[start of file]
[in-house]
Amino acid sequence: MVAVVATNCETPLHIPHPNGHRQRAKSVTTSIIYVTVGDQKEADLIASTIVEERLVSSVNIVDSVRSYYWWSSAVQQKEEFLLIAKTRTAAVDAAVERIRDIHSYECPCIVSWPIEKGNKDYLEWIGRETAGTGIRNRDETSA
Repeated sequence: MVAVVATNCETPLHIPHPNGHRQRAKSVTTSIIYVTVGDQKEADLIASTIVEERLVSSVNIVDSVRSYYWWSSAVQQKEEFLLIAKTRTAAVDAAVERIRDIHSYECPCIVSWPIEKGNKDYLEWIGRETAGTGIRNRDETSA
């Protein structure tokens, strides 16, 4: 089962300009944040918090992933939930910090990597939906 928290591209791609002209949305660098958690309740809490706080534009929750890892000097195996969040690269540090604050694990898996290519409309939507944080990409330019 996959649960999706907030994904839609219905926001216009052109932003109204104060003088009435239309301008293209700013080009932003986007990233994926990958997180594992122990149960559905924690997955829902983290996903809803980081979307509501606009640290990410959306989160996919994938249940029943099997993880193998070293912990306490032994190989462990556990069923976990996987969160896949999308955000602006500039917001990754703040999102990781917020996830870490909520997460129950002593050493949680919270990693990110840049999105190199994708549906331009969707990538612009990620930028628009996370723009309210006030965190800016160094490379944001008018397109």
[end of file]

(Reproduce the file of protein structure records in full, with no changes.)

[in-house]
Amino acid sequence: MVAVVATNCETPLHIPHPNGHRQRAKSVTTSIIYVTVGDQKEADLIASTIVEERLVSSVNIVDSVRSYYWWSSAVQQKEEFLLIAKTRTAAVDAAVERIRDIHSYECPCIVSWPIEKGNKDYLEWIGRETAGTGIRNRDETSA
Repeated sequence: MVAVVATNCETPLHIPHPNGHRQRAKSVTTSIIYVTVGDQKEADLIASTIVEERLVSSVNIVDSVRSYYWWSSAVQQKEEFLLIAKTRTAAVDAAVERIRDIHSYECPCIVSWPIEKGNKDYLEWIGRETAGTGIRNRDETSA
């Protein structure tokens, strides 16, 4: 089962300009944040918090992933939930910090990597939906 928290591209791609002209949305660098958690309740809490706080534009929750890892000097195996969040690269540090604050694990898996290519409309939507944080990409330019 996959649960999706907030994904839609219905926001216009052109932003109204104060003088009435239309301008293209700013080009932003986007990233994926990958997180594992122990149960559905924690997955829902983290996903809803980081979307509501606009640290990410959306989160996919994938249940029943099997993880193998070293912990306490032994190989462990556990069923976990996987969160896949999308955000602006500039917001990754703040999102990781917020996830870490909520997460129950002593050493949680919270990693990110840049999105190199994708549906331009969707990538612009990620930028628009996370723009309210006030965190800016160094490379944001008018397109």